Typhoon Mawar impacting Guam with heavy rain and damaging winds

May 24, 2023, 6:19 AM

A view overlooking Guam's Tumon Bay on Tuesday as Typhoon Mawar closes in.Mandatory (Photo: Junior...

A view overlooking Guam's Tumon Bay on Tuesday as Typhoon Mawar closes in. Mandatory (Photo: Junior Grade Drew Lovullo/AP) Dateline: Guam, May 23, 2023

(Photo: Junior Grade Drew Lovullo/AP)

Originally Published: 24 MAY 23 00:20 ET
Updated: 24 MAY 23 07:24 ET

(CNN) — The eye of Typhoon Mawar has passed just north of Guam, but the eyewall – the strongest part of the storm – is bringing strong winds and heavy rain to the US territory.

The Guam International Airport recorded sustained winds of 71 mph with a gust of 105 mph Wednesday evening. An extreme wind warning is in effect for the northern part of Guam until 10:45 p.m. local time (8:45 a.m. ET) for winds that can create tornado-like damage. In addition to the strongest winds, the northern third of Guam is also seeing the heaviest rainfall.

“Mawar is now moving away from Guam,” the National Weather Service in Guam said. The center of the storm was located 15 miles north-northeast of Guam and was moving northwest at a slow 8 mph, according to the latest tropical cyclone advisory.

Even though the storm did not directly hit the island, most of the island has lost power.

At about 5 p.m. local time (3 a.m. ET), the storm’s maximum sustained winds were 140 mph with gusts up to to 165 mph, the equivalent of a Category 4 Atlantic hurricane, according to the Joint Typhoon Warning Center.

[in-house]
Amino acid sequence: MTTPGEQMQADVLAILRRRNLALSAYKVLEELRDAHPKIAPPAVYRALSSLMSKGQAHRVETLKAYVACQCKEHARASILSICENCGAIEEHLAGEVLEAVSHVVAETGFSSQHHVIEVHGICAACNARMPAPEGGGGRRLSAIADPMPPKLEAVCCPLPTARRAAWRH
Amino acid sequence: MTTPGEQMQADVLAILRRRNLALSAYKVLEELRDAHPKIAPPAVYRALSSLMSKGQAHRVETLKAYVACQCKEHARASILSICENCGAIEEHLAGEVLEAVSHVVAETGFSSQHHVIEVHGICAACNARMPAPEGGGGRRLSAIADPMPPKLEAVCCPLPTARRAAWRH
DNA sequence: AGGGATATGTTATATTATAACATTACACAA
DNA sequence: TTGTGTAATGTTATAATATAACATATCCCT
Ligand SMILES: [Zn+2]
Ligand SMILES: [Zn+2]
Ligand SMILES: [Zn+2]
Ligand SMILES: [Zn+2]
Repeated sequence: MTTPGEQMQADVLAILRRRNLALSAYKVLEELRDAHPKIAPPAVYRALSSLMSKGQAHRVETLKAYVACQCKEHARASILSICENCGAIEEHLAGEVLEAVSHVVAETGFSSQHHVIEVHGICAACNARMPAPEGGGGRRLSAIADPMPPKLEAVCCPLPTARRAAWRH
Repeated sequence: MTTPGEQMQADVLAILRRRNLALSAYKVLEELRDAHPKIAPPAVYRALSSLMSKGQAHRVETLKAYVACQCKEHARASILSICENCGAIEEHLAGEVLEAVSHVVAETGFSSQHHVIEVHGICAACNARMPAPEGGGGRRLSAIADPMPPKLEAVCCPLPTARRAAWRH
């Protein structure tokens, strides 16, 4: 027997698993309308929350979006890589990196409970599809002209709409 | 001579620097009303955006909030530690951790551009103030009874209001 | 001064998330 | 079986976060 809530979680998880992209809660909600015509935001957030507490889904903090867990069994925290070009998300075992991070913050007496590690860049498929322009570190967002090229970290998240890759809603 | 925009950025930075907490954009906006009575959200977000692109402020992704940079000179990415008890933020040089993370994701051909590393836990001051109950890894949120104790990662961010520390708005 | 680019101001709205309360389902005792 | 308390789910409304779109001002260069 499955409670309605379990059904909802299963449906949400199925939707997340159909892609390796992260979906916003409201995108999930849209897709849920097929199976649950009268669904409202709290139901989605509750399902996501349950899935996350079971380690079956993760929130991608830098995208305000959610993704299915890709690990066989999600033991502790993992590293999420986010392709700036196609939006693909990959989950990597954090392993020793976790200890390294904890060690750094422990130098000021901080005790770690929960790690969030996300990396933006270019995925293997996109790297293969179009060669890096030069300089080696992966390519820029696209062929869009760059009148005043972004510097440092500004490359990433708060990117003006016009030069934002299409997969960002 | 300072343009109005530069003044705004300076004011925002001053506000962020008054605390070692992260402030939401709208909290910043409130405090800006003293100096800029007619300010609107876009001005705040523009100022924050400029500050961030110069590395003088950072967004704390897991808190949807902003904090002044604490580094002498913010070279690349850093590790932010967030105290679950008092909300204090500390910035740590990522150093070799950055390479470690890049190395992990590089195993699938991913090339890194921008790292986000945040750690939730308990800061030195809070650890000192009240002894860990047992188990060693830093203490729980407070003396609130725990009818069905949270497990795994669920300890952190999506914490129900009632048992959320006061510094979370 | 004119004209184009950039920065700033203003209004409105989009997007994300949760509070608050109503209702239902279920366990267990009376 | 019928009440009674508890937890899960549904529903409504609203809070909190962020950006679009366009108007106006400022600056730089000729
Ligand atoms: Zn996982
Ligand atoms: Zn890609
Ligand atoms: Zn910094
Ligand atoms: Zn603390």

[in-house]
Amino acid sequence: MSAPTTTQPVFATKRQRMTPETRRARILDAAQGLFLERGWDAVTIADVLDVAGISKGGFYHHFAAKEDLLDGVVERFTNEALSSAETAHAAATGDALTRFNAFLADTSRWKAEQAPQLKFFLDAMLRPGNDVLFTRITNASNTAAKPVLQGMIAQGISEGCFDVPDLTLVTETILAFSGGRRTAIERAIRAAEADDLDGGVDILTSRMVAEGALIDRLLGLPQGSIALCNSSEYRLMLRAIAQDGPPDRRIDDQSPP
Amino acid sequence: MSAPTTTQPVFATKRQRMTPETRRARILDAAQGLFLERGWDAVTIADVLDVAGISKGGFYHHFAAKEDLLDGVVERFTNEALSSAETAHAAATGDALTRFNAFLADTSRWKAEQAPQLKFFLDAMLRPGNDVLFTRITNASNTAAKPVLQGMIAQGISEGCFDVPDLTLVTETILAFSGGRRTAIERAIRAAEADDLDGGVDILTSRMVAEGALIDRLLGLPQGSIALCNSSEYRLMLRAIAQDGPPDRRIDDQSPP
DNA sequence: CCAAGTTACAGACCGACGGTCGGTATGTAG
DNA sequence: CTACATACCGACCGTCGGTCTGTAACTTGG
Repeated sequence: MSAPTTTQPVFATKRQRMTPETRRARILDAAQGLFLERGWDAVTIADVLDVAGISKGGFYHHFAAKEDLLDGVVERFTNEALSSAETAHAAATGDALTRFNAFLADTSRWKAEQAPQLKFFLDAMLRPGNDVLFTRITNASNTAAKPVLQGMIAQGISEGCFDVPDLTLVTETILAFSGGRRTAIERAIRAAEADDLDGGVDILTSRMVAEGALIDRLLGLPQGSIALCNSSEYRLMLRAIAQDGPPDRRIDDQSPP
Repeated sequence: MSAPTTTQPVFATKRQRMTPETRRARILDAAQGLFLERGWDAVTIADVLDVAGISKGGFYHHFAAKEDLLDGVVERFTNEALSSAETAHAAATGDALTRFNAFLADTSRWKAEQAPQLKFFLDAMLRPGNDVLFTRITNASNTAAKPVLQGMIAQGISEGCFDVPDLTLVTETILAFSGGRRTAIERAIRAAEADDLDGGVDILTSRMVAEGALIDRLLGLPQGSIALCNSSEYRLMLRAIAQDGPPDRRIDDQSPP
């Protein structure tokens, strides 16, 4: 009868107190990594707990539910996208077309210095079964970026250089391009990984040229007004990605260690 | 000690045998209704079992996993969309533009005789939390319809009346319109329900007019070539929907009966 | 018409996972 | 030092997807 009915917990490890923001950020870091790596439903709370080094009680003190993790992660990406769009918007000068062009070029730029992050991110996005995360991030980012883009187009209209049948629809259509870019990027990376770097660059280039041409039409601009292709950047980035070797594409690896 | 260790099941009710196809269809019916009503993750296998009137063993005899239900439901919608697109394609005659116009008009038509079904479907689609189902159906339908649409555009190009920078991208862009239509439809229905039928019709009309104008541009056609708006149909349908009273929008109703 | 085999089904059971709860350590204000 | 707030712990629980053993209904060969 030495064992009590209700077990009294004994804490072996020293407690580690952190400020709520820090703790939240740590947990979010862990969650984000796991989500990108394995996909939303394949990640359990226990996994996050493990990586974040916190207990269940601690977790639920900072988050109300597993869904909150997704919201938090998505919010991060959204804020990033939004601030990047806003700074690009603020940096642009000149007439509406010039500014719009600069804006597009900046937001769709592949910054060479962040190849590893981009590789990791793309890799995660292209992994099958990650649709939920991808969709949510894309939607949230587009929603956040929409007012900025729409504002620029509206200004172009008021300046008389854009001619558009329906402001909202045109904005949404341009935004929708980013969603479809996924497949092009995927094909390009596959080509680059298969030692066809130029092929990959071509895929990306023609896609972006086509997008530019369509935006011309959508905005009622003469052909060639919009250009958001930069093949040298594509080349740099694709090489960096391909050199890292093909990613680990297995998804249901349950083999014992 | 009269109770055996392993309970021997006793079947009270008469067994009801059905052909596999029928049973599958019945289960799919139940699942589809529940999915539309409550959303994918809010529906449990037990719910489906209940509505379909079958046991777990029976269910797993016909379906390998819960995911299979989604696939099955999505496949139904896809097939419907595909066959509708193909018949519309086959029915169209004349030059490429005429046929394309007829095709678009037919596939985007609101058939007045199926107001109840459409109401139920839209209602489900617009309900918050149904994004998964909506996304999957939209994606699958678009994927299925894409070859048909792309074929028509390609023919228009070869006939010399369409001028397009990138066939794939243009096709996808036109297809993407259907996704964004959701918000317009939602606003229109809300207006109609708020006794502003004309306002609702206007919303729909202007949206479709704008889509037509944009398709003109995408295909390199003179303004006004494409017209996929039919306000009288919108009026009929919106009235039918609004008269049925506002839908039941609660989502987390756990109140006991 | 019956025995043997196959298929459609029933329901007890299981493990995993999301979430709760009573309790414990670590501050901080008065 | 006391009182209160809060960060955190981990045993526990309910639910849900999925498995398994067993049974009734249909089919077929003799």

“Treat these imminent extreme winds as if a tornado was approaching and move immediately to an interior room or shelter NOW!,” the weather service in Guam warned Wednesday evening.

Nearly all of Guam Power Authority’s circuits have been impacted by the storm and only about 1,000 of its 52,000 customers still had electricity, the authority said in a statement on Facebook at around 6 p.m. local time.

Guam Memorial Hospital is currently operating on power from a standby generator, it added.

“We are working hard to maintain the last remaining customers through the storm,” the power authority said. “Our GPA team is prepared to immediately begin restoration as soon as winds decrease to safe levels,” it said.

The weather service issued a typhoon warning for the island for Wednesday, and flash flood and coastal flood warnings until Thursday morning.

In anticipation of high storm surge and potentially catastrophic coastal flooding, Guam Gov. Lou Leon Guerrero issued an executive order on Tuesday mandating the evacuation of low-lying coastal areas.

“When sea levels rise, residents will have merely minutes to evacuate and respond. Thus, we must prepare now and anticipate the worst,” the governor’s office said in a release.

Mawar threatens “torrential rains that may result in landslides and flash flooding, catastrophic wind, and life-threatening storm surge,” the weather service said Wednesday morning.

If it makes landfall, Mawar could be the strongest storm to directly impact Guam – home to about 150,000 people, as well as several US military installations – since at least 1976, when Typhoon Pamela struck with sustained winds of 140 mph.